Mrs. Lanham, who made these fruit cakes, was short and well padded. She had one of those rubbery faces that results from having teeth extracted without replacing them with false teeth. She was loving and friendly, and could always be counted on to provide some sweets to a little girl.
You can see her at the top of the page in the picture of the Anderson restaurant. The woman 2nd from the right is Grace Lanham. Her arms are folded, her apron is tidy, and she has a net on her hair.
I always knew her as Mrs. Lanham. She would have been about 47 years old in this picture, when she was working in the restaurant that Vera and Guy Anderson, my grandparents, ran in their home in Killbuck.
Even though she is not an ancestor–or even a relative–she did wear aprons, and she was a good cook. So I was pleased to find a recipe card in my mother’s collection that was labeled “Mrs. Lanham’s Fruit Cake” with the note at the top, “Worked for Grandmother“, in case I had forgotten who she was.
This is definitely one of the easiest fruit cake recipes you will find. So you do not need to be intimidated. And if people don’t like fruit cake, call it “raisin cake.” It is, indeed very similar to Aunt Rhema’s raisin bars.
Mrs. Lanham lived just across an alley from the Andersons, in a tiny brick house that had once been a post office. The building later served as a beauty shop where I got my first permanent on one of those machines that looked like an instrument of torture. But I digress.
This fruit cake recipe has to be one of the simplest ones in existence. Of course, I couldn’t just let well enough alone. I had to add a few touches. But I resisted gussying it up by putting red and green maraschinos on top of the dough to decorate it, but of course once you bake it, it is YOUR recipe, so feel free to gussy away.
I will admit that this is not a regular at my house, but only because I make Emily Dickinson’s Black Cake every year. (Feel free to follow that link and compare her more complex cake, which I refuse to call fruit cake.) I borrowed a bit from Emily, and wrapped Mrs. Lanham’s cake in brandy-soaked cheesecloth. I don’t think she would disapprove (although she no doubt was baking this during Prohibition, and I can’t really see her buying bootleg liquor). It is just that Mrs. Lanham’s fruitcake was probably developed during Depression and War years, when some products were scarce.
In fact, if you’re baking for someone with an egg allergy, note that this cake has NO eggs!
Mrs. Lanham’s Fruit Cake Recipe
|Prep time||30 minutes|
|Cook time||1 hour|
|Total time||1 hour, 30 minutes|
|Misc||Freezable, Pre-preparable, Serve Cold|
- 1 1/2 cup sugar
- 2 cups raisins (or 1 C. mincemeat, 1 C. raisins)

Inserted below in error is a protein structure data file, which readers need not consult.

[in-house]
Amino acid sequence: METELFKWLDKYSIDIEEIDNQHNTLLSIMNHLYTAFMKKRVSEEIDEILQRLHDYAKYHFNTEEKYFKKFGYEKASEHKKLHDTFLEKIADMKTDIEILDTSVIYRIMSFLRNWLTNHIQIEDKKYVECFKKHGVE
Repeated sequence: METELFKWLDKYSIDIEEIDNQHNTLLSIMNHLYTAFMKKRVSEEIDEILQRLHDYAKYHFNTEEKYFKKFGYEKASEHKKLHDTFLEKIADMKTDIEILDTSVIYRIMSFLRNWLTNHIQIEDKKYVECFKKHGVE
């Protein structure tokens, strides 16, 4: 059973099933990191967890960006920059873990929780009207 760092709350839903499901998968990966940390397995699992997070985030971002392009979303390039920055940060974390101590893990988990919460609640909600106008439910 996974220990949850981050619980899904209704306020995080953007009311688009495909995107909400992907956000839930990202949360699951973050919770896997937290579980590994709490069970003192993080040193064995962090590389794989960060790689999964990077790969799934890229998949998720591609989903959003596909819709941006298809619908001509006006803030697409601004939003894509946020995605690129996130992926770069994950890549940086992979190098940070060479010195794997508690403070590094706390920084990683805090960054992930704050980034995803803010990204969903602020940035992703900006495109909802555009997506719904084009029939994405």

- 1/2lb butter
- 1 1/2 cup water or coffee
- 3 cups flour
- 2 teaspoons baking soda
- teaspoon cinnamon
|1.||Cook together the sugar, raisins, sugar and liquid until butter is melted. Cool.|
|2.||Mix together flour, soda and spice. Stir them into the cooled liquid ingredients.|
|3.||Pour into greased loaf pan or tube pan and bake one hour in 350 degree oven.|
I thought the one teaspoon of cinnamon was not spicy enough, so I added another teaspoon, plus a 1/2 tsp of mace. That still did not make an overly spicy cake. You could add cloves or other spices to your liking.
On the recipe card, my mother noted "Nuts, etc. may be added." I decided to add some "etc." and put in some mixed candied fruit I had left from another project, as well as some currants. I think I would prefer at least half currants.
As you can see in the picture, I used three medium sized disposable loaf pans, since I will be sending two of these to other people. That made for rather thin cakes, and I think it would be better to use two of that size, or just one loaf pan or a tube pan.
My final adjustment, was to wrap the loaves in cheesecloth soaked in brandy. It adds flavor, and also preserves the cakes. Highly recommended.
Permanent Wave machine picture from Health and Fashion Today.
Reading this I could taste my childhood. I think latter day fruitcakes got their notorious reputation from those weirdly colored and flavored preserved fruit cubes that clog them and give them an unnatural tinge, texture, and taste. The old stuff tasted better, especially with walnuts or pecans added. By the way, I did know Mrs. L. Your physical description of her was spot on. When I was seven or eight, she told me that she kept a large blacksnake in the basement of her little brick house…to dispose of rats. She said you could lure blacksnakes into your basement by putting a saucer of milk down there. I am not making this up, but maybe she was.
I never heard the blacksnake story. I’m sure she wasn’t making up the story. Mrs. Lanham? Make something up?